OOIDA issued this statement about the Supreme Court and the Mexican Truck Pilot Program. As expected, it was short on facts and full of the usual misinformation about Mexican trucks and truckers.
OOIDA had asked the Supreme Court to review the appeals court decision allowing the Mexican truck pilot program to continue, alleging that the international agreement that drivers’ licenses for Mexican truck operators are the equivalent of those required of U.S. drivers was trumped by the federal CDL statutes that are far more stringent for U.S. drivers. And, that the differences between the two licensing systems can only be reconciled in an authorizing bill rather than an appropriations bill, as they were in this instance.
Those who actually drive a truck in the U.S. know there is no comparison between the hoops they have to jump through and what is done south of the border. For policymakers to somehow suggest it’s all the same is a slap in the face.
Actually, as we’ve proven countless times, the requirements for a Mexican Licencia Federal Conductor are much more stringent that those requirements for a CDL in the United States.
A good example is that for more than 15 years, the medical exam has been incorporated into the Mexican commercial license. The United States on the other hand, is just now doing the same with their requirement that medical cards be submitted to the state DMV’s by January 30, 2014.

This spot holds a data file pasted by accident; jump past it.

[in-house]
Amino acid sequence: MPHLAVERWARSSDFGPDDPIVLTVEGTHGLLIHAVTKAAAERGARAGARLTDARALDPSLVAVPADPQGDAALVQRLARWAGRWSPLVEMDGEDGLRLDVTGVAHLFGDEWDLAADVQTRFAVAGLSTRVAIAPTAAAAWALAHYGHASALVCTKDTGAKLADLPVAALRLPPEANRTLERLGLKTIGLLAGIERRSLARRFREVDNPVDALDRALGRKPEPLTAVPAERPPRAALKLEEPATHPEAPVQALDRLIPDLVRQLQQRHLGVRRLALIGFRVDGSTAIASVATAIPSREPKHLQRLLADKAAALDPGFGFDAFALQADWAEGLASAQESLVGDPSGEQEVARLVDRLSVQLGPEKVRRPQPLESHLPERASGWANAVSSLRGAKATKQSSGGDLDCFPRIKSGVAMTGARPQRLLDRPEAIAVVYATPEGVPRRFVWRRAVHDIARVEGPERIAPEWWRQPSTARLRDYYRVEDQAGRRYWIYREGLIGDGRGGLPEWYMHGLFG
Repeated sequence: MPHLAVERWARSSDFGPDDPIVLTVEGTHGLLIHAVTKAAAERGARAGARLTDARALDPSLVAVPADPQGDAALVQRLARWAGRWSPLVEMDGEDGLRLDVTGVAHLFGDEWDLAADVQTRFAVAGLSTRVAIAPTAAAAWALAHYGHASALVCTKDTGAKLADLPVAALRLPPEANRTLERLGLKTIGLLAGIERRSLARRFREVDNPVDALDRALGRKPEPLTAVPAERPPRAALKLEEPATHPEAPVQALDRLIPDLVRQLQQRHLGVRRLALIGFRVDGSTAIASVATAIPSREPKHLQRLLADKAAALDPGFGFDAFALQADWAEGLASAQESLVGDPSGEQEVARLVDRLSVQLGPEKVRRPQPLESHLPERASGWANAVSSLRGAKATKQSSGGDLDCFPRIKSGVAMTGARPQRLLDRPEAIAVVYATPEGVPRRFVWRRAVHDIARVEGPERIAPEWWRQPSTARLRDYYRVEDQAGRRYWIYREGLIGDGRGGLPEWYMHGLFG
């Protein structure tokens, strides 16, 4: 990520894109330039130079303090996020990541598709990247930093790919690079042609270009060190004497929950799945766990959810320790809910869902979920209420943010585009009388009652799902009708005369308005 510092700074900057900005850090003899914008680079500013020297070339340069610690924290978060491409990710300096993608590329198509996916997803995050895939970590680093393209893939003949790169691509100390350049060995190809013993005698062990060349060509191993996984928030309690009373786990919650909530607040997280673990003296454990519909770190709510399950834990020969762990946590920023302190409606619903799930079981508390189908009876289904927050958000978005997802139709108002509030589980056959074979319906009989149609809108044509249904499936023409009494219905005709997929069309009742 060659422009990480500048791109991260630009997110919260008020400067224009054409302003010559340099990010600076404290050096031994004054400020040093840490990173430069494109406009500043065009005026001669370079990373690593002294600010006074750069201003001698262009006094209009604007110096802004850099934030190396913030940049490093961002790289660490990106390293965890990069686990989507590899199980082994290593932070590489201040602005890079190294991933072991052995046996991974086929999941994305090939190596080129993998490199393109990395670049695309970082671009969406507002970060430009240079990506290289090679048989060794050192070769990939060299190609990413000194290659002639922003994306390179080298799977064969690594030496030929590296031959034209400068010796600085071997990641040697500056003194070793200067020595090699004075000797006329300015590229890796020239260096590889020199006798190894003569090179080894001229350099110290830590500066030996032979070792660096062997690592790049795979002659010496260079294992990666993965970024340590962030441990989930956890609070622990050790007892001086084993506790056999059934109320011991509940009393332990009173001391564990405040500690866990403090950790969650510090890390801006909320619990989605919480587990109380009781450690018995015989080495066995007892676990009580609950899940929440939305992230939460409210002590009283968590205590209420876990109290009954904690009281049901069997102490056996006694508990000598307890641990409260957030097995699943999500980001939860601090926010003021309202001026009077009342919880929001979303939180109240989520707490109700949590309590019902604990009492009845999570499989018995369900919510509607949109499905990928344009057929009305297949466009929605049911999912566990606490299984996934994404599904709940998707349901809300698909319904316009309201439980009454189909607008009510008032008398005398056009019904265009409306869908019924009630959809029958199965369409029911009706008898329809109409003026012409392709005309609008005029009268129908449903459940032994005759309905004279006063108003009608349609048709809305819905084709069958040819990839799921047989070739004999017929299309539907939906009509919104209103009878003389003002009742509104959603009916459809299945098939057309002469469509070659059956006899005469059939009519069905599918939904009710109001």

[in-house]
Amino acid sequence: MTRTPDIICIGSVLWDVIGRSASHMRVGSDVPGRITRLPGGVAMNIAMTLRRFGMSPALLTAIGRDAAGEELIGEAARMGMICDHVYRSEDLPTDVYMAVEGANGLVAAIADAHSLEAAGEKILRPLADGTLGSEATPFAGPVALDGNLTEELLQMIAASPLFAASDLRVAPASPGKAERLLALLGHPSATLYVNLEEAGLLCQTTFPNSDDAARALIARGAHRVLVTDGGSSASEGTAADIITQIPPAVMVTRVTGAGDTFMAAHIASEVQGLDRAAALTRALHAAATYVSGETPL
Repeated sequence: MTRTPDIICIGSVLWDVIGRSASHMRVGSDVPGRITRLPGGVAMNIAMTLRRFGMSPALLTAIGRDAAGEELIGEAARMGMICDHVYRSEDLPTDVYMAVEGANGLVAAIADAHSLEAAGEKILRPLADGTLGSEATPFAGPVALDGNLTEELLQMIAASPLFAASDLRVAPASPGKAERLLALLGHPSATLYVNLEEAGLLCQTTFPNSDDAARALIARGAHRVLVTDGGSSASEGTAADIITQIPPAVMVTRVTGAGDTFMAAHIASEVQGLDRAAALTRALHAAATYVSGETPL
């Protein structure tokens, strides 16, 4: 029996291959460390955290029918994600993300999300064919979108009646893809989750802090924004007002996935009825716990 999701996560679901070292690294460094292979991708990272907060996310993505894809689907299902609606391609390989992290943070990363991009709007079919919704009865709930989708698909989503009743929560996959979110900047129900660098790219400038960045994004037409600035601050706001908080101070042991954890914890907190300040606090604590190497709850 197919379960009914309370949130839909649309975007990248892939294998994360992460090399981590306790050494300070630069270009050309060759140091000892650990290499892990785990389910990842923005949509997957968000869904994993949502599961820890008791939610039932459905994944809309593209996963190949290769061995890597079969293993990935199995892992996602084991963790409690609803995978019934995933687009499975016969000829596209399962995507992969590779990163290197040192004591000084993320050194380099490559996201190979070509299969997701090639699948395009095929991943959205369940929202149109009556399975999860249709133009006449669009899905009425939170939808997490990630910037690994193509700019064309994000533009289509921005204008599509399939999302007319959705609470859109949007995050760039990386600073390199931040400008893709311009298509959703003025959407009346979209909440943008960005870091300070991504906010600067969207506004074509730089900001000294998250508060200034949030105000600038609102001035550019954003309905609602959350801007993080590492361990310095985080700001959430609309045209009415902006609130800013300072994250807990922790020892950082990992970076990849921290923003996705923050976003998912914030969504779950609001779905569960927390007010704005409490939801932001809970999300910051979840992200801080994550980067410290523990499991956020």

Applicants for a Mexican CDL undergo medical testing in government certified facilities by government certified medical personnel. The United States is still trying to get their Registry of Certified Medical Examiners up and running.
Applicants for a Mexican CDL must complete 120 hours of training prior to applying for the Mexican CDL and participate in continuing training every two years before renewal of the license is permitted. The FMCSA recently threw out their 5 year old effort to establish minimum training standards for new applicants and are back to square one.
It would seem that the U.S. via the FMCSA is trying to upgrade it’s standards to meet Mexico’s instead of, as OOIDA is quick to claim, that Mexico needs to raise their standards to meet ours.
This post is part of the thread: Mexico Cross Border Pilot Program – an ongoing story on this site. View the thread timeline for more context on this post.